7. Mr. Sapru argued vehemently that the Court ought to scrutinise the real nature of it prayer to ensure that there is no evasion of court fee. He relied on certain observations of a Full Bench of this Court in : AIR1954All722 referred to above. It was observed in that case that the general principle, that the real nature of the suit should be ascertained from the plaint is ignored where it appears, on the construction of the plaint, that the real relief sought is something different than what is asked for in the disguised form. The Court must then intervene and ignore the ostensible form and language adopted in the plaint.
In my view, this observation does not apply to the facts of the present case. The plaintiffs in that case sued for a declaration that they were entitled to possession of the property in dispute. They alleged that they were in possession and therefore, did not sue for it. Both the courts below; held that the plaintiffs were not in possession nor were they entitled to it and dismissed the suit. The Full Bench held that, in such circumstances, if the Court has a reason to think, on the material placed before it, that the plaintiff has made false or incorrect allegations with a view to avoid payment of court fee, it has the power to intervene court fee at any stage of the proceedings' in the case. It is in this context that the Full Bench observed,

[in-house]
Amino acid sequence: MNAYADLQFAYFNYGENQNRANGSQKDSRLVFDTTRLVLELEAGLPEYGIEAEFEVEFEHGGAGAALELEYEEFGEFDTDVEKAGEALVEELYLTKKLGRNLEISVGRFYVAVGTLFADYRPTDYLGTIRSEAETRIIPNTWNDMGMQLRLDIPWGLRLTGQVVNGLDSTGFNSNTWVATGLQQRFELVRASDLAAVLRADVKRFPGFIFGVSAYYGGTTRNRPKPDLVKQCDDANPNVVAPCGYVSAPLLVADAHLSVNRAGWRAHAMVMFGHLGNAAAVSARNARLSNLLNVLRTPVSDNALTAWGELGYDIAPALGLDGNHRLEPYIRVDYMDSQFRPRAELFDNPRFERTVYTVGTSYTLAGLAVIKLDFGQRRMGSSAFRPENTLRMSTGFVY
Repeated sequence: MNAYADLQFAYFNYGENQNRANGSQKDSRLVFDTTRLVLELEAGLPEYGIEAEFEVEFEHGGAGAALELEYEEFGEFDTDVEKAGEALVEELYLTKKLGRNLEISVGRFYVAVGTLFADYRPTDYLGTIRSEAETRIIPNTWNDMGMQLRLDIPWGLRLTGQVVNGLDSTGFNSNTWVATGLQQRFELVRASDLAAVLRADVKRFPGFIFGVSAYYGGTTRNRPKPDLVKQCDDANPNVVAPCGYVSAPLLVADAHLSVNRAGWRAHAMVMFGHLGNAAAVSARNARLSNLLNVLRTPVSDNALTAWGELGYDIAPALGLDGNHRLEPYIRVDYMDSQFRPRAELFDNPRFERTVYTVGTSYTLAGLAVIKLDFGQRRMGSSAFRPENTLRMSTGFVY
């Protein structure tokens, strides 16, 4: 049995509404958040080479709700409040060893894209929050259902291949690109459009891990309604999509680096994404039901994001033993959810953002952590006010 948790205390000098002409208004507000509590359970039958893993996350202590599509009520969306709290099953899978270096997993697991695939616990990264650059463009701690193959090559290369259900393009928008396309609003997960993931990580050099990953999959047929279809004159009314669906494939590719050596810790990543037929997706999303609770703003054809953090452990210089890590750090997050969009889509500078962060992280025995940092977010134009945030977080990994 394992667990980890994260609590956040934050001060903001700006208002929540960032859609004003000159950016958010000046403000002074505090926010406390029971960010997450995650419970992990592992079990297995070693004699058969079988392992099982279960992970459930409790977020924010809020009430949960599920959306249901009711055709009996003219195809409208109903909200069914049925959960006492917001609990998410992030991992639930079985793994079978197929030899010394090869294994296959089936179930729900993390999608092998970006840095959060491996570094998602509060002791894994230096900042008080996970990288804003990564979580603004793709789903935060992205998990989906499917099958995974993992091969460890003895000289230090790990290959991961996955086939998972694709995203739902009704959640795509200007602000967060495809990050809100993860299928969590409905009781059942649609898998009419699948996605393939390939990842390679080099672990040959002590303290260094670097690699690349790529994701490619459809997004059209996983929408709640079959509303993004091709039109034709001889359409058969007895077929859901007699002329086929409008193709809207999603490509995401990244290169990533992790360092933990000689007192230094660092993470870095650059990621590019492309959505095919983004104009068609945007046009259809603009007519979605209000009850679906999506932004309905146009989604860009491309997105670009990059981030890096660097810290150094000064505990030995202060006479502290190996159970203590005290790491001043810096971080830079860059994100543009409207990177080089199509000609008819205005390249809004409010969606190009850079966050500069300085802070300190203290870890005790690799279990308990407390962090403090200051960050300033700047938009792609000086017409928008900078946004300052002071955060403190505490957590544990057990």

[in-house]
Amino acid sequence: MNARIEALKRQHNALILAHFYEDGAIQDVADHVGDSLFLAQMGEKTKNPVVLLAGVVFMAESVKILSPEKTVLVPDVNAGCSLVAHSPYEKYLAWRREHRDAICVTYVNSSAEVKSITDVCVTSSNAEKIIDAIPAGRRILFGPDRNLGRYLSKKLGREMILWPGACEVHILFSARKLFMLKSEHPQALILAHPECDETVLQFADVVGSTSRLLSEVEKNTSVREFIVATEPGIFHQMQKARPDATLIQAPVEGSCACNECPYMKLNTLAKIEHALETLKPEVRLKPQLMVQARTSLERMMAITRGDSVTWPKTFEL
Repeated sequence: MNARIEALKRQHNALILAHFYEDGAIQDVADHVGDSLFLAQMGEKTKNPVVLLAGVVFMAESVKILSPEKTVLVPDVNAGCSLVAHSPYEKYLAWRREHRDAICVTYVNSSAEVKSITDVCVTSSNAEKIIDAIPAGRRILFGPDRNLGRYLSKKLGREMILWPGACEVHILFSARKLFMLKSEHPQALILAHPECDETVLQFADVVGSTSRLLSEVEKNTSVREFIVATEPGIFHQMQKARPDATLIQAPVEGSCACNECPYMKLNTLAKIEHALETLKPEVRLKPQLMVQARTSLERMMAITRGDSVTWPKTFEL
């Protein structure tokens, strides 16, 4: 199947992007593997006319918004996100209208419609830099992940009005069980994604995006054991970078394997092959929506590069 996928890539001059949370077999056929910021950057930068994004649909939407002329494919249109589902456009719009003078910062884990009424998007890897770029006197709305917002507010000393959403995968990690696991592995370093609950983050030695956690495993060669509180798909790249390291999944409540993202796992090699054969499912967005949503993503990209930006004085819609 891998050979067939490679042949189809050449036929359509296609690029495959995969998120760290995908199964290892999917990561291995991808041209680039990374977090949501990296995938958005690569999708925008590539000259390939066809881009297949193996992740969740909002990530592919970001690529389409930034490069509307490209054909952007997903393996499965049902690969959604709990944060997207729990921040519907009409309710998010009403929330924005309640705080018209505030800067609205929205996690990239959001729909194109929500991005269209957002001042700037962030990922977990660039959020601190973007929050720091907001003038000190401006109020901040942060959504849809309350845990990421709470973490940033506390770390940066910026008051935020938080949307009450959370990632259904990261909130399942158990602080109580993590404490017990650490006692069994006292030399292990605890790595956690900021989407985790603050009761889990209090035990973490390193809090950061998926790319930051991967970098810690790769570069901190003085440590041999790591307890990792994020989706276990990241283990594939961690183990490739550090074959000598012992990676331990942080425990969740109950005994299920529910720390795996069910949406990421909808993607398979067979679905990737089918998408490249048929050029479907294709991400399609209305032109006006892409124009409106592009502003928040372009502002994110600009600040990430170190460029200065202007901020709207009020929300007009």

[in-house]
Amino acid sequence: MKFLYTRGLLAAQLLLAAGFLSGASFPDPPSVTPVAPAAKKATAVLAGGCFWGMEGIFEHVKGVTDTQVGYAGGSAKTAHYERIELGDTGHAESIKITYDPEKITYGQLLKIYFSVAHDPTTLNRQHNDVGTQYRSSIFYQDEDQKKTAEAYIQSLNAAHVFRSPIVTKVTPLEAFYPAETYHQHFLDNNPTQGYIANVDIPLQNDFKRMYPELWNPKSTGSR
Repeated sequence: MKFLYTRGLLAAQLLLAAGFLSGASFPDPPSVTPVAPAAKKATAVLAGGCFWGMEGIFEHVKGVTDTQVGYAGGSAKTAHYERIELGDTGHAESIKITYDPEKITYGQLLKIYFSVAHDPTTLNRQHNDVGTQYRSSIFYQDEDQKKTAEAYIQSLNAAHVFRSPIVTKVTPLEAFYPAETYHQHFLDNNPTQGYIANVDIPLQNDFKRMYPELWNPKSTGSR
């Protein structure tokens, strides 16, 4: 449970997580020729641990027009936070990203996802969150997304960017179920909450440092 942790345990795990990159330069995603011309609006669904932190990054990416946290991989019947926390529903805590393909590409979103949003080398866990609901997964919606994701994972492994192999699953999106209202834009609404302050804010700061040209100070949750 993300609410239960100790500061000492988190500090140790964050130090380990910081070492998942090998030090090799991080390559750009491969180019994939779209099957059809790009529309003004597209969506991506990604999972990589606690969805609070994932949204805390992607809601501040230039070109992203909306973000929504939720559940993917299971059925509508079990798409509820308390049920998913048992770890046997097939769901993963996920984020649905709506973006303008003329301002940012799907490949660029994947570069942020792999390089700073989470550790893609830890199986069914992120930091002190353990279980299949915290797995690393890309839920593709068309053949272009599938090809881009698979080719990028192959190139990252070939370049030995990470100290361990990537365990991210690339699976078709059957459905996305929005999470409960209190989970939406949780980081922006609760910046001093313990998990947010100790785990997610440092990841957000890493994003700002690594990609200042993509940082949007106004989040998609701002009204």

'Where it appears, on the construction of the plaint, that the real relief sought is something different than what is asked for in the disguised form, the Court must then intervene and ignore the ostensible form and language adopted in the plaint.'